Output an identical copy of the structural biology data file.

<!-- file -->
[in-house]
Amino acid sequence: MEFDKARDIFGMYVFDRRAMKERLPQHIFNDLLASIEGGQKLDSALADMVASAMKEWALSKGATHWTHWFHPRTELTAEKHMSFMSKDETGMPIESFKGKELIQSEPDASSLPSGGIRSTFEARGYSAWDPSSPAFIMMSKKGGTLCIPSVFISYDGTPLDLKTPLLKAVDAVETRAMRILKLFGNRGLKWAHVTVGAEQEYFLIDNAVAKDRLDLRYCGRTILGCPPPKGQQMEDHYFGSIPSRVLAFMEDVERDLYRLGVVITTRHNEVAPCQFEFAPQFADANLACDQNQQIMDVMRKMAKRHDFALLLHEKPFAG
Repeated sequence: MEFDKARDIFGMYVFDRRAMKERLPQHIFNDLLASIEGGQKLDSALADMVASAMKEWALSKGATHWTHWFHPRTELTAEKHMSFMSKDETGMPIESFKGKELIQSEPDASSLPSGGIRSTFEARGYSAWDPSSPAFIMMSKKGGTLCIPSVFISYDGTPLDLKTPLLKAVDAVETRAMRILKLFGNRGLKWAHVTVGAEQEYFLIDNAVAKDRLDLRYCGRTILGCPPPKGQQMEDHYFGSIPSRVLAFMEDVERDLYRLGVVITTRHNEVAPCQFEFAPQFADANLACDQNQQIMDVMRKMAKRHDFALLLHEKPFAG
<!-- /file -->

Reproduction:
[in-house]
Amino acid sequence: MEFDKARDIFGMYVFDRRAMKERLPQHIFNDLLASIEGGQKLDSALADMVASAMKEWALSKGATHWTHWFHPRTELTAEKHMSFMSKDETGMPIESFKGKELIQSEPDASSLPSGGIRSTFEARGYSAWDPSSPAFIMMSKKGGTLCIPSVFISYDGTPLDLKTPLLKAVDAVETRAMRILKLFGNRGLKWAHVTVGAEQEYFLIDNAVAKDRLDLRYCGRTILGCPPPKGQQMEDHYFGSIPSRVLAFMEDVERDLYRLGVVITTRHNEVAPCQFEFAPQFADANLACDQNQQIMDVMRKMAKRHDFALLLHEKPFAG
Repeated sequence: MEFDKARDIFGMYVFDRRAMKERLPQHIFNDLLASIEGGQKLDSALADMVASAMKEWALSKGATHWTHWFHPRTELTAEKHMSFMSKDETGMPIESFKGKELIQSEPDASSLPSGGIRSTFEARGYSAWDPSSPAFIMMSKKGGTLCIPSVFISYDGTPLDLKTPLLKAVDAVETRAMRILKLFGNRGLKWAHVTVGAEQEYFLIDNAVAKDRLDLRYCGRTILGCPPPKGQQMEDHYFGSIPSRVLAFMEDVERDLYRLGVVITTRHNEVAPCQFEFAPQFADANLACDQNQQIMDVMRKMAKRHDFALLLHEKPFAG